Lafarge Africa Plc (Consolidated 9 months ended September 2014)
Volume growth in Nigeria buoys group revenue
- Lafarge Africa Plc (Lafarge) released its first consolidated financial results for 9 months ended 30th September 2013, wherein revenues rose 3.4% YoY to N159 billion. In view of the sluggish growth of the South African cement market, we believe the business’ 9M 14 revenues was driven by a 5.5% YoY volume growth in Nigerian operations – which is largely accounted for by WAPCO, where 7% YoY increase in volumes amidst higher cement prices drove a 15% YoY rise in revenue (vs. Ashaka’s revenue growth of 3% in the same period).
… as more efficient energy mix drives gross margin expansion
- Largely reflecting improved energy mix, 9M 14 COGS, which contracted a modest 1% YoY to N104billion, drove gross profits 13.5% higher YoY to N55 billion, with related margins firming up 3.1pps to 34.7%. Management attributed these gains to improved gas utilization at Ewekoro I & II (~90% for 9M 14) as well as higher coal utilization at Ashaka which, at 68%, is the double utilization rate over the same period in 2013. Despite the expansion in GM, it is 460bps below pre-consolidation level and affirms our view of the dilutive impact the South African business could have on margins.
Figure 1: Gross margins of cement companies (9 months)
Source: Company financials, ARM Research
- 9M 14 operating expenses rose 9% YoY to N16 billion, likely reflecting higher depreciation charges on capitalized cost of 300 flat bed trucks and 30 additional bulk tankers purchased by the company to support market penetration. Nevertheless, reflecting net impact of gross margin expansion, EBIT rose 15.4% YoY to N39billion with related margins 2.6pps higher YoY at 24.6%.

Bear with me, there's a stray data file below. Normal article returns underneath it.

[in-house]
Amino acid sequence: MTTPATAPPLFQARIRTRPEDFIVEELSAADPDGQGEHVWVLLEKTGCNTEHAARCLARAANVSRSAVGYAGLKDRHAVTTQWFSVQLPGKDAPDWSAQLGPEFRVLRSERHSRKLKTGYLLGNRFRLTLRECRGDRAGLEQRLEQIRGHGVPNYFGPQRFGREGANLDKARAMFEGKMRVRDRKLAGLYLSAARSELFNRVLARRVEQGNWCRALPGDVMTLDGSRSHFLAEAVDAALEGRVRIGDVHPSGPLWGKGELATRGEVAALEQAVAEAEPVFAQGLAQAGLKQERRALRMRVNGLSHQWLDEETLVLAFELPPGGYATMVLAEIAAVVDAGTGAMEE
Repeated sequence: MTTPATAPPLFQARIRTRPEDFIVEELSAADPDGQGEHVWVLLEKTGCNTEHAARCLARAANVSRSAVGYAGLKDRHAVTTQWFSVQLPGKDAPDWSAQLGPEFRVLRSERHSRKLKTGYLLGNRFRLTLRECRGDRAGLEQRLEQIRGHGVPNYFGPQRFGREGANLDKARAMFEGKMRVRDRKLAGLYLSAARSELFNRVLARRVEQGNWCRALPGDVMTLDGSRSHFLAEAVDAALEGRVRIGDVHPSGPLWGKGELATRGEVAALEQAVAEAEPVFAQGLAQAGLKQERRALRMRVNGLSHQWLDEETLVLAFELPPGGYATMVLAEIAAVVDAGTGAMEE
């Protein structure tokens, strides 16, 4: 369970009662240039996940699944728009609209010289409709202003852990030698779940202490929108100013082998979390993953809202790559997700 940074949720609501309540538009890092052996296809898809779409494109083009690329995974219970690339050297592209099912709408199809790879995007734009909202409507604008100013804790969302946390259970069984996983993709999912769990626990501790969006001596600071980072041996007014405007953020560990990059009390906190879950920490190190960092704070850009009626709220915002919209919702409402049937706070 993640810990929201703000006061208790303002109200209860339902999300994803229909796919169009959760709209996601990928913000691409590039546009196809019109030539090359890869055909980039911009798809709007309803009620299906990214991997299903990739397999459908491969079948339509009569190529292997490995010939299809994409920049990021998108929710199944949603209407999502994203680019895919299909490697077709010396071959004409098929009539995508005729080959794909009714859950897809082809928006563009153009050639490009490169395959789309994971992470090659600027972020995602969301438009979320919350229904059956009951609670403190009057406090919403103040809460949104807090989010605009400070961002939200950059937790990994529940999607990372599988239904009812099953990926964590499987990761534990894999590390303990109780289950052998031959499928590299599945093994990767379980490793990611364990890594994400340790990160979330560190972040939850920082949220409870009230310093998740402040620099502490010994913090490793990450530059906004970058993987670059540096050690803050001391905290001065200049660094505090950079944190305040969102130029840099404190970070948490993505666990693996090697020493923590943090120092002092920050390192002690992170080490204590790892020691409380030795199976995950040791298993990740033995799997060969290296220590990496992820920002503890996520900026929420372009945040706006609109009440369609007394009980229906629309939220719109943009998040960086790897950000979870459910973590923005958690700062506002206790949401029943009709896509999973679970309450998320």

Normalization of investment income drives earnings weakness…
- Lafarge reported net finance charge of N822 million (vs. net finance income of N19 billion for 9M 13), as a 97% YoY decline in investment income to N572 million offset the impact of 43% YoY moderation in finance charges to N1.4 billion. Notably, investment income weakness reflects base effects from 2013 when Lafarge’s South African subsidiary reported gains of N19.4 billion from disposal of Pan African Cement. Consequently, 9M 14 PBT shrank 28% YoY to N38 billion, whilst a 10.4 pps YoY rise in effective tax rates to 16.5% resulted in a wider contraction (36% YoY) in PAT to N32 billion. Corresponding PBT and PAT margins are 10.6pps and 12.8pps lower YoY at 24.1% and 20.1% respectively.
… though proforma shows improved bottomline
- However, adjusting for the one-off item reveals that normalized 9M 14 PBT and PAT rose 12.7% and 4.1 YoY to N38 billion and N32 billion respectively, with related margins firming up 2pps and 10bps YoY to 24.1% and 20.1% respectively. Margins are however, below WAPCO’s pre-consolidation 9M 13 levels of 27.8% (PBT) and 27.5% (PAT).
Figure 2: Lafarge Africa’s pre and post consolidation profitability margins
- Source: Company financials, ARM Research
Lower margins on recent cement price cut dampens outlook
- Overall, while top-line and normalized bottom-line showed improvements, lower margins relative to pre-consolidation levels affirms our view on the dilutive impact the South African business will have on the combined entity. Looking ahead, though we expect overall volumes to be supported by cement demand in Nigeria, margins are likely to come under additional pressure, as we expect the company to lower prices to maintain market share in response to the recent price cut by Dangote Cement (DCP).
- Similar to the broader cement sector, Lafarge has declined strongly (-29%) to N78.1 following the latest price cut announcement by DCP on November 1, 2014, but given limited information on the consolidated figures, we have not incorporated current numbers into our model. Lafarge trades at current PE of 14.7x relative to DCP’s 15.6x. Our valuation model is under review.